There are some notable ethical problems about role obligations, including the three prominent issues of role relativism, role definition, and role identification. The first is the problem to what extent roles may create duties or rights at odds with other moral requirements, the second is where roles are unclear or conflicting in what they prescribe, and the third is about the extent to which people commit themselves to their roles, or dissociate themselves from those roles. The three problems are significant in business ethics. A Confucian approach to roles can assist in dealing with them. Classical texts suggest a nuanced approach to roles, which allows greater flexibility, paying attention to context and detailed circumstances, always relating role prescriptions to respect and concern for other people, and emphasizing the importance of sincerity and authenticity in role performance. Such an account is consistent with virtue ethics approaches to business ethics.
Roots of global Terrorism are in ‘failed’ states carved out of multiracial empires after World Wars I and II in name of ‘national self‐determination’. Both sides in the…
Roots of global Terrorism are in ‘failed’ states carved out of multiracial empires after World Wars I and II in name of ‘national self‐determination’. Both sides in the Cold War competed to exploit the process of disintegration with armed and covert interventions. In effect, they were colluding at the expense of the ‘liberated’ peoples. The ‘Vietnam Trauma’ prevented effective action against the resulting terrorist buildup and blowback until 9/11. As those vultures come home to roost, the war broadens to en vision overdue but coercive reforms to the postwar system of nation states, first in the Middle East. Mirages of Vietnam blur the vision; can the sole Superpower finish the job before fiscal and/or imperial overstretch implode it?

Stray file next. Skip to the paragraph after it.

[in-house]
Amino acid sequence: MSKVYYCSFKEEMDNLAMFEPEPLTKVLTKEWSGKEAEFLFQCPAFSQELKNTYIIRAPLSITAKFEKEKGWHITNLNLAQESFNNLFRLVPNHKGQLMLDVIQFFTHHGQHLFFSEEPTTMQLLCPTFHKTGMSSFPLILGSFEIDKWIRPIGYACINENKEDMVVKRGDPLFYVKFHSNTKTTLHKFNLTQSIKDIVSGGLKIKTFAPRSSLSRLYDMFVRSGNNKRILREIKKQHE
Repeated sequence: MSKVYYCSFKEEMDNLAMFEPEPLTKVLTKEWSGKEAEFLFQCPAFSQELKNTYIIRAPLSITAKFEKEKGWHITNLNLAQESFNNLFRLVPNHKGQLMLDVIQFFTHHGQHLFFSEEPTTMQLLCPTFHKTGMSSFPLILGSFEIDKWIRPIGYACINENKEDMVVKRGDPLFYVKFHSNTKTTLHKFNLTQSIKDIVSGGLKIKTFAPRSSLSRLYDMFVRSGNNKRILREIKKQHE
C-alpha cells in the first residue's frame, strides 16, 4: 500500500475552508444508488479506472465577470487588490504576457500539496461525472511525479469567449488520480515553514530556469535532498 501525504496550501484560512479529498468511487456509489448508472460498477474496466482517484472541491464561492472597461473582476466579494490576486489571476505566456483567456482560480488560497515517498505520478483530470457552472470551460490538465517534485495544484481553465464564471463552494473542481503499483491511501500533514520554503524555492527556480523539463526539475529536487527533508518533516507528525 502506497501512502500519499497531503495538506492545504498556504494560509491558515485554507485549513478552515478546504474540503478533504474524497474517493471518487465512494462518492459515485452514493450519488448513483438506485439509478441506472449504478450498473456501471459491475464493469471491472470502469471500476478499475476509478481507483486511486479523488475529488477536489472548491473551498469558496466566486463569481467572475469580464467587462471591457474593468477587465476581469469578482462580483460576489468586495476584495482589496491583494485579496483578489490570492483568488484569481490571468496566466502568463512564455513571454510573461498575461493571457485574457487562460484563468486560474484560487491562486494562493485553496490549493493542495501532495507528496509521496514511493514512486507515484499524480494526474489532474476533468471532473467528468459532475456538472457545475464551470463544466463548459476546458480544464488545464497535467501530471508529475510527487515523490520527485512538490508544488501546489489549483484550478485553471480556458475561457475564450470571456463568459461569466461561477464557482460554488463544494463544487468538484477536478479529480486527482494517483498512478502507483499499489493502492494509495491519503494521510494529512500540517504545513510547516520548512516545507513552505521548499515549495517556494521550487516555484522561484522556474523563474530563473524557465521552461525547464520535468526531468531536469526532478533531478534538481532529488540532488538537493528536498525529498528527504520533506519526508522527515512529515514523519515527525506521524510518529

The rapid development of electronic commerce (e‐commerce) has seen emerging electronic service retailers attracting the interest of, and gaining the patronage of, both…
The rapid development of electronic commerce (e‐commerce) has seen emerging electronic service retailers attracting the interest of, and gaining the patronage of, both service providers and customers. However, there is consensus that the e‐commerce industry in general has not been able to cope with all the challenges of, and to realise the true potential of, the technology‐based marketplace. Through an extensive literature review and the use of industry examples, this article brings together existing theories and new realities in the emerging electronic market. Argues that, although the Internet marketplace possesses unique characteristics, which Web‐based businesses must be able to manage, there are certain traditional values that remain central to business success in all markets. Offers a detailed analysis of the various factors that influence the market success of an electronic service retailer and provides specific managerial implications for practitioners.